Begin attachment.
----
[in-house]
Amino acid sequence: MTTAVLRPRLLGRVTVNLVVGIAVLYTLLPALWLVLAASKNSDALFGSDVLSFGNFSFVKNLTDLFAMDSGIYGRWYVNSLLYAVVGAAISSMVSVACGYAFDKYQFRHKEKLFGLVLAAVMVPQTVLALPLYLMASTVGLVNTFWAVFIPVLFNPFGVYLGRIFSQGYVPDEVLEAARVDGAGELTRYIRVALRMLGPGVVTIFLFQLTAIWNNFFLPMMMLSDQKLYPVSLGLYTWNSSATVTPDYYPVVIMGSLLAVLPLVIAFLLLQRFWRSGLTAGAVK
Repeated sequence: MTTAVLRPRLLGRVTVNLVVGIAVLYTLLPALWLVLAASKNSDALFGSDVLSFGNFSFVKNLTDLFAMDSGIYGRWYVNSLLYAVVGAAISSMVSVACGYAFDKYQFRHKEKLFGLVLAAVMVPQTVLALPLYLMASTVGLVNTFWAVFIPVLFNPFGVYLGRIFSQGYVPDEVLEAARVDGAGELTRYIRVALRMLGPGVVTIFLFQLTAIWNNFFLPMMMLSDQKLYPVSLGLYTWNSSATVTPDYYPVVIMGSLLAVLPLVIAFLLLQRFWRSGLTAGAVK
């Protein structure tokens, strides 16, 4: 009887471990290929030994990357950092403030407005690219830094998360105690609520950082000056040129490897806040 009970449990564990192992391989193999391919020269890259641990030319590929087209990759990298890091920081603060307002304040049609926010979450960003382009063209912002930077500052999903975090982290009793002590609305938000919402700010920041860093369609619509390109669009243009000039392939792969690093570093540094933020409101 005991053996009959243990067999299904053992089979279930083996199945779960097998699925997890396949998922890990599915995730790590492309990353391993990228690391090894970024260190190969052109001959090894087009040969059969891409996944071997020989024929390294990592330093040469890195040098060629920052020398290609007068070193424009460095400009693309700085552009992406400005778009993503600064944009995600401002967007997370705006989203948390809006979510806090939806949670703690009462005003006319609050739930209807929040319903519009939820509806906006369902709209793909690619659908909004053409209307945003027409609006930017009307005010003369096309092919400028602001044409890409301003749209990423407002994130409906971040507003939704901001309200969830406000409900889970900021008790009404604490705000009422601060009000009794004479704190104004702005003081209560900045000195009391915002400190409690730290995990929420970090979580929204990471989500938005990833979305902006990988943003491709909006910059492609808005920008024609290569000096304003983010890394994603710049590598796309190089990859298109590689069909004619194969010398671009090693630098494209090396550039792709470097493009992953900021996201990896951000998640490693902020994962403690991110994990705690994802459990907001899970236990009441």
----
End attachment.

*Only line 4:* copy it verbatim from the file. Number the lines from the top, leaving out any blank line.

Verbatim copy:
């Protein structure tokens, strides 16, 4: 009887471990290929030994990357950092403030407005690219830094998360105690609520950082000056040129490897806040 009970449990564990192992391989193999391919020269890259641990030319590929087209990759990298890091920081603060307002304040049609926010979450960003382009063209912002930077500052999903975090982290009793002590609305938000919402700010920041860093369609619509390109669009243009000039392939792969690093570093540094933020409101 005991053996009959243990067999299904053992089979279930083996199945779960097998699925997890396949998922890990599915995730790590492309990353391993990228690391090894970024260190190969052109001959090894087009040969059969891409996944071997020989024929390294990592330093040469890195040098060629920052020398290609007068070193424009460095400009693309700085552009992406400005778009993503600064944009995600401002967007997370705006989203948390809006979510806090939806949670703690009462005003006319609050739930209807929040319903519009939820509806906006369902709209793909690619659908909004053409209307945003027409609006930017009307005010003369096309092919400028602001044409890409301003749209990423407002994130409906971040507003939704901001309200969830406000409900889970900021008790009404604490705000009422601060009000009794004479704190104004702005003081209560900045000195009391915002400190409690730290995990929420970090979580929204990471989500938005990833979305902006990988943003491709909006910059492609808005920008024609290569000096304003983010890394994603710049590598796309190089990859298109590689069909004619194969010398671009090693630098494209090396550039792709470097493009992953900021996201990896951000998640490693902020994962403690991110994990705690994802459990907001899970236990009441």